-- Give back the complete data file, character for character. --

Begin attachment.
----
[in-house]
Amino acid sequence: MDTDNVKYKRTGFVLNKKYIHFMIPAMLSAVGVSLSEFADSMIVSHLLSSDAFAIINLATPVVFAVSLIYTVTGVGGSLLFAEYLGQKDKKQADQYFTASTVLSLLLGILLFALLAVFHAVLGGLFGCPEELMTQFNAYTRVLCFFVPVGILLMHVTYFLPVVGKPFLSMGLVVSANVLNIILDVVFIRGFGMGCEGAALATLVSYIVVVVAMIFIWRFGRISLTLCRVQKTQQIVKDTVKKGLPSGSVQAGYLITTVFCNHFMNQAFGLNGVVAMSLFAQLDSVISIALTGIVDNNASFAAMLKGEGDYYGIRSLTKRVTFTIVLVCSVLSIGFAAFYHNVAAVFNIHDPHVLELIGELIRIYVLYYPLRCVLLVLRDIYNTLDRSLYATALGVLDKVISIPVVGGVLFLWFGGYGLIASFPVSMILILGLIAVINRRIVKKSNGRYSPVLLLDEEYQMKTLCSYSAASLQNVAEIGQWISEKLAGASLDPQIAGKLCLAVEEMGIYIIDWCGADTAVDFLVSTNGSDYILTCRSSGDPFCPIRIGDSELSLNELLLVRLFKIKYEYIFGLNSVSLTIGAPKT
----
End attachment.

[in-house]
Amino acid sequence: MDTDNVKYKRTGFVLNKKYIHFMIPAMLSAVGVSLSEFADSMIVSHLLSSDAFAIINLATPVVFAVSLIYTVTGVGGSLLFAEYLGQKDKKQADQYFTASTVLSLLLGILLFALLAVFHAVLGGLFGCPEELMTQFNAYTRVLCFFVPVGILLMHVTYFLPVVGKPFLSMGLVVSANVLNIILDVVFIRGFGMGCEGAALATLVSYIVVVVAMIFIWRFGRISLTLCRVQKTQQIVKDTVKKGLPSGSVQAGYLITTVFCNHFMNQAFGLNGVVAMSLFAQLDSVISIALTGIVDNNASFAAMLKGEGDYYGIRSLTKRVTFTIVLVCSVLSIGFAAFYHNVAAVFNIHDPHVLELIGELIRIYVLYYPLRCVLLVLRDIYNTLDRSLYATALGVLDKVISIPVVGGVLFLWFGGYGLIASFPVSMILILGLIAVINRRIVKKSNGRYSPVLLLDEEYQMKTLCSYSAASLQNVAEIGQWISEKLAGASLDPQIAGKLCLAVEEMGIYIIDWCGADTAVDFLVSTNGSDYILTCRSSGDPFCPIRIGDSELSLNELLLVRLFKIKYEYIFGLNSVSLTIGAPKT